Malnutrition is a significant issue in the hospital setting. This cross-sectional, observational study determined the prevalence of malnutrition amongst 189 adult inpatients in a teaching hospital using the Patient-Generated Subjective Global Assessment tool and compared data to control groups for coding of malnutrition to determine the estimated unclaimed financial reimbursement associated with this comorbidity. Fifty-three percent of inpatients were classified as malnourished. Significant associations were found between malnutrition and increasing age, decreasing body mass index, and increased length of stay. Ninety-eight percent of malnourished patients were coded as malnourished in medical records. The results of the medical history audit of patients in control groups showed that between 0.9 and 5.4% of patients were coded as malnourished which is remarkably lower than the 52% of patients who were coded as malnourished from the point prevalence study data. This is most likely to be primarily due to lack of identification. The estimated unclaimed annual financial reimbursement due to undiagnosed or undocumented malnutrition based on the point prevalence study was AU$8,536,200. The study found that half the patients were malnourished, with older adults being particularly vulnerable. It is imperative that malnutrition is diagnosed and accurately documented and coded, so appropriate coding, funding reimbursement, and treatment can occur.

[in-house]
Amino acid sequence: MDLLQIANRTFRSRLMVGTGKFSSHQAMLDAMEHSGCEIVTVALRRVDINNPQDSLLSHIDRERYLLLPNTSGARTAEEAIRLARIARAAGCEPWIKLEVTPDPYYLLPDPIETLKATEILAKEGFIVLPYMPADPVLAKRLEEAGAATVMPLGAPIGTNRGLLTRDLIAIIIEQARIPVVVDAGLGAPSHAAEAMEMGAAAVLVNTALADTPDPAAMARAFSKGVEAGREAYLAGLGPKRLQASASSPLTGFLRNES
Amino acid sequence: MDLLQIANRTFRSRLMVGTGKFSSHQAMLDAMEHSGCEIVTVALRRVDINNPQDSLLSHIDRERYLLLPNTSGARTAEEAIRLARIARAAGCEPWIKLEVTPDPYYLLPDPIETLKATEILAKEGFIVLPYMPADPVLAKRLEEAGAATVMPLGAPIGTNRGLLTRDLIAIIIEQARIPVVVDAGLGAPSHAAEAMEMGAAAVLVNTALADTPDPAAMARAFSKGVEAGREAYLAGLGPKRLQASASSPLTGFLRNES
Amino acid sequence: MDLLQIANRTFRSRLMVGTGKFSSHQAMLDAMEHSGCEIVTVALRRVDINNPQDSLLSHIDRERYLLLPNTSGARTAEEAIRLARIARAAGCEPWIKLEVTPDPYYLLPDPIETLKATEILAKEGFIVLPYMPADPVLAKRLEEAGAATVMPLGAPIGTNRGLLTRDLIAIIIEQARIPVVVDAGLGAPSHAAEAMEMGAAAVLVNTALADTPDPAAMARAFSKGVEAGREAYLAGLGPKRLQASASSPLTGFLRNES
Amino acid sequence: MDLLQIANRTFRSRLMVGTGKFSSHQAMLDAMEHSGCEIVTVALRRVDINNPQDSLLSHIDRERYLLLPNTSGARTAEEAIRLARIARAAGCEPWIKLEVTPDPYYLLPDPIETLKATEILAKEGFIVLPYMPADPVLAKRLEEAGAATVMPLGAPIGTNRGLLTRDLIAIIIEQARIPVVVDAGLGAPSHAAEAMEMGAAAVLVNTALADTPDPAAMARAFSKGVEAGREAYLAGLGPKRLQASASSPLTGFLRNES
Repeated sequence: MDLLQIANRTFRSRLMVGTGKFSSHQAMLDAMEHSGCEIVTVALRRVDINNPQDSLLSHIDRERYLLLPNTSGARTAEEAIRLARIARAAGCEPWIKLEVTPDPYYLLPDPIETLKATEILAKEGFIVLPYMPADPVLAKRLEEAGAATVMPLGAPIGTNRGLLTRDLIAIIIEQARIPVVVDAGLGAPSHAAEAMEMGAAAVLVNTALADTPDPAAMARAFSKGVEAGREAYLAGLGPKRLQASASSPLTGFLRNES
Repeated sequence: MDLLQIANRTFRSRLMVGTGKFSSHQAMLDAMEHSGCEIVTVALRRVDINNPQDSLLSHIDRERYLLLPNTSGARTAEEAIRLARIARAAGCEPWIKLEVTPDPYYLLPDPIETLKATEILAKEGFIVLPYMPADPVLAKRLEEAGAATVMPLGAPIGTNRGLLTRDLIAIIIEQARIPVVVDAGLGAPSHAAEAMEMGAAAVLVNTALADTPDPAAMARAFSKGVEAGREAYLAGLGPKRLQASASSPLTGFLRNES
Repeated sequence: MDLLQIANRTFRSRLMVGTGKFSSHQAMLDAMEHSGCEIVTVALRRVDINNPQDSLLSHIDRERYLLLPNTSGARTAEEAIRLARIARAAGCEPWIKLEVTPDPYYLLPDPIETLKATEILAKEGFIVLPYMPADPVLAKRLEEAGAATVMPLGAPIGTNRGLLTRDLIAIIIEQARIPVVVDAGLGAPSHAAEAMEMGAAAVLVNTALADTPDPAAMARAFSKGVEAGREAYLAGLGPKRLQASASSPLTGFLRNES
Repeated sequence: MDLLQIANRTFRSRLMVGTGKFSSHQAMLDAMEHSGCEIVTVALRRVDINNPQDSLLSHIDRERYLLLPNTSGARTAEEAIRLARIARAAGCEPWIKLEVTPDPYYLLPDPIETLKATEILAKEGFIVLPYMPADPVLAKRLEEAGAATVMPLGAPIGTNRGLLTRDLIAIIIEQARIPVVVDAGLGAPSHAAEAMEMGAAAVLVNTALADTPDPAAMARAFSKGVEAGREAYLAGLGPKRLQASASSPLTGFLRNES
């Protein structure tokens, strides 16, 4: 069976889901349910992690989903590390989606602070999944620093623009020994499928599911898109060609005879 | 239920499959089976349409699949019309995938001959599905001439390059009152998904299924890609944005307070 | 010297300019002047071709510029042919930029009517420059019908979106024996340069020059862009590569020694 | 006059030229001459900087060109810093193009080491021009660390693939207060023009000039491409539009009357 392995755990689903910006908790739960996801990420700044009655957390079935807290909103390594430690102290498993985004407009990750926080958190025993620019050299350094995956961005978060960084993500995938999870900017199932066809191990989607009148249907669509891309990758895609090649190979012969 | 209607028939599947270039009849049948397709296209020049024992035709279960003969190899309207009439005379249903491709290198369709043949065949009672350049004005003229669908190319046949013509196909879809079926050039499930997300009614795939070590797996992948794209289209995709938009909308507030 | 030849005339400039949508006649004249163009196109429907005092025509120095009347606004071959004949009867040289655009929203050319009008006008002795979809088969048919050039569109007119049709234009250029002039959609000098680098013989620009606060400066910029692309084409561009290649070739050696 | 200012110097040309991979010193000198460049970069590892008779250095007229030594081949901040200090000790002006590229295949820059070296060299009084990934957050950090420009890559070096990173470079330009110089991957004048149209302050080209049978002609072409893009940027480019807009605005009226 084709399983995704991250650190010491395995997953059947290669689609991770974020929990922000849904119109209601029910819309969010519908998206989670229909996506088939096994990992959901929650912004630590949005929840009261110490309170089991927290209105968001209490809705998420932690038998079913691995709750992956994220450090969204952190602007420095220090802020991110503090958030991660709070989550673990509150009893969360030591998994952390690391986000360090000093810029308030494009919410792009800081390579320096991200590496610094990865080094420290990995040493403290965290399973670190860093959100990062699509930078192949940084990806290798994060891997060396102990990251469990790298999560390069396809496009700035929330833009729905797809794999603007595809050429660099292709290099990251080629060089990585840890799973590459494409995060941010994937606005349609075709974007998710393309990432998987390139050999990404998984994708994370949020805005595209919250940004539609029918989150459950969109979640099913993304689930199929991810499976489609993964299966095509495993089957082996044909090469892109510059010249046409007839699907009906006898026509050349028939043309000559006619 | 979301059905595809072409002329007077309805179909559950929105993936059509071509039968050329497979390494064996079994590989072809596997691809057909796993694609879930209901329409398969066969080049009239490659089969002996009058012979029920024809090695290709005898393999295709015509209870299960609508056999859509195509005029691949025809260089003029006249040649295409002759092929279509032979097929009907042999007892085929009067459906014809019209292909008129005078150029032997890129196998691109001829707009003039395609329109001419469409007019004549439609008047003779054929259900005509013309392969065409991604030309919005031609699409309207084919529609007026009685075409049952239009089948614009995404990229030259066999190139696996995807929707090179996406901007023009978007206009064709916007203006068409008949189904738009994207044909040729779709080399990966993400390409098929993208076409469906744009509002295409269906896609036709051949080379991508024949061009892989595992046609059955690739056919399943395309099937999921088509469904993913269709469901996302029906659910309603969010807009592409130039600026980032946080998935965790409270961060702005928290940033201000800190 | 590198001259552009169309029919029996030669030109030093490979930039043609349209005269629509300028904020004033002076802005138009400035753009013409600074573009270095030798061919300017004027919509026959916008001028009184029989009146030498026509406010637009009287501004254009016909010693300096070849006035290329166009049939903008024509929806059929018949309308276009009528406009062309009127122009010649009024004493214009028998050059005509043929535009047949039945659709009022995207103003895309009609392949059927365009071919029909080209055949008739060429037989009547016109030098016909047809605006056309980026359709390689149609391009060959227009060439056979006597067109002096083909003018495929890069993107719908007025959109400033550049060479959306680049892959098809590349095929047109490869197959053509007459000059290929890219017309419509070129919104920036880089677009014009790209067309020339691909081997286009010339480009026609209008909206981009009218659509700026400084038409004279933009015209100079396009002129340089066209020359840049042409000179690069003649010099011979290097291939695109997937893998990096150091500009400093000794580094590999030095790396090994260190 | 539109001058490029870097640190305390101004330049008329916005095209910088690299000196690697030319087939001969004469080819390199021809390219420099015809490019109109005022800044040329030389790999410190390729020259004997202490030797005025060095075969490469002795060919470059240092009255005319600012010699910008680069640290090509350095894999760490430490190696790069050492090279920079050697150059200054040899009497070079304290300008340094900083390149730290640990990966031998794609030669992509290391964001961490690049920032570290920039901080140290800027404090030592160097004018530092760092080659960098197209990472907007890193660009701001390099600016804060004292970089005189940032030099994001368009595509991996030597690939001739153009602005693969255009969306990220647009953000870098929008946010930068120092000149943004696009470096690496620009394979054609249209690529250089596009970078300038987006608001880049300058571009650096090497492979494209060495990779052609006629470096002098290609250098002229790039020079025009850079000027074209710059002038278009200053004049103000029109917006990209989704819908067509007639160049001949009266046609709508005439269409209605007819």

KELLETT, J., KYLE, G., Itsiopoulos, C., NAUNTON, M., & Luff, N. (2016). Malnutrition: The Importance of Identification, Documentation, and Coding in the Acute Care Setting. Journal of Nutrition and Metabolism, 2016, 1-6. https://doi.org/10.1155/2016/9026098